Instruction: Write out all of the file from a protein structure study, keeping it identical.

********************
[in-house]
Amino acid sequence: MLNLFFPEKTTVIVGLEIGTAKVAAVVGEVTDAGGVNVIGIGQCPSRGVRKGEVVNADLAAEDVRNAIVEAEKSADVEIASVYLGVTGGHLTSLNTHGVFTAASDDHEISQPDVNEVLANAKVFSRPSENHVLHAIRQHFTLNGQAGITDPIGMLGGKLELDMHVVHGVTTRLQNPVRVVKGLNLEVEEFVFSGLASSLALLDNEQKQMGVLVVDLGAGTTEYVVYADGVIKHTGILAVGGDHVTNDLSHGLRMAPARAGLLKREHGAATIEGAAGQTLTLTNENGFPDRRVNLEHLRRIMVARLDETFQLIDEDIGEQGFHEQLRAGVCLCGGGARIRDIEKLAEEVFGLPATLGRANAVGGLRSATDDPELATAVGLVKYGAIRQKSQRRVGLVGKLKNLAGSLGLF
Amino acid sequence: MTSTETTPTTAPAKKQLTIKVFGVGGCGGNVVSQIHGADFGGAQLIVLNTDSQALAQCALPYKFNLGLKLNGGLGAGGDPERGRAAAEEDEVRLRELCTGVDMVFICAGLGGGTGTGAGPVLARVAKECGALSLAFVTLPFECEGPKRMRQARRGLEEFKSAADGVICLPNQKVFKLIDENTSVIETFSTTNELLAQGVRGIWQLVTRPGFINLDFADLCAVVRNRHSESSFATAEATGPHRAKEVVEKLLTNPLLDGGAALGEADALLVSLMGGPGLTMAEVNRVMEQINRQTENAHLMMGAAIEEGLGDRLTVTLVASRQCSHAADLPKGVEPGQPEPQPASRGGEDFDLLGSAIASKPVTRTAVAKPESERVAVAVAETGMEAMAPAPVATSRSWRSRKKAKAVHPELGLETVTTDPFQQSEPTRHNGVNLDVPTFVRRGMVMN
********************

[in-house]
Amino acid sequence: MLNLFFPEKTTVIVGLEIGTAKVAAVVGEVTDAGGVNVIGIGQCPSRGVRKGEVVNADLAAEDVRNAIVEAEKSADVEIASVYLGVTGGHLTSLNTHGVFTAASDDHEISQPDVNEVLANAKVFSRPSENHVLHAIRQHFTLNGQAGITDPIGMLGGKLELDMHVVHGVTTRLQNPVRVVKGLNLEVEEFVFSGLASSLALLDNEQKQMGVLVVDLGAGTTEYVVYADGVIKHTGILAVGGDHVTNDLSHGLRMAPARAGLLKREHGAATIEGAAGQTLTLTNENGFPDRRVNLEHLRRIMVARLDETFQLIDEDIGEQGFHEQLRAGVCLCGGGARIRDIEKLAEEVFGLPATLGRANAVGGLRSATDDPELATAVGLVKYGAIRQKSQRRVGLVGKLKNLAGSLGLF
Amino acid sequence: MTSTETTPTTAPAKKQLTIKVFGVGGCGGNVVSQIHGADFGGAQLIVLNTDSQALAQCALPYKFNLGLKLNGGLGAGGDPERGRAAAEEDEVRLRELCTGVDMVFICAGLGGGTGTGAGPVLARVAKECGALSLAFVTLPFECEGPKRMRQARRGLEEFKSAADGVICLPNQKVFKLIDENTSVIETFSTTNELLAQGVRGIWQLVTRPGFINLDFADLCAVVRNRHSESSFATAEATGPHRAKEVVEKLLTNPLLDGGAALGEADALLVSLMGGPGLTMAEVNRVMEQINRQTENAHLMMGAAIEEGLGDRLTVTLVASRQCSHAADLPKGVEPGQPEPQPASRGGEDFDLLGSAIASKPVTRTAVAKPESERVAVAVAETGMEAMAPAPVATSRSWRSRKKAKAVHPELGLETVTTDPFQQSEPTRHNGVNLDVPTFVRRGMVMN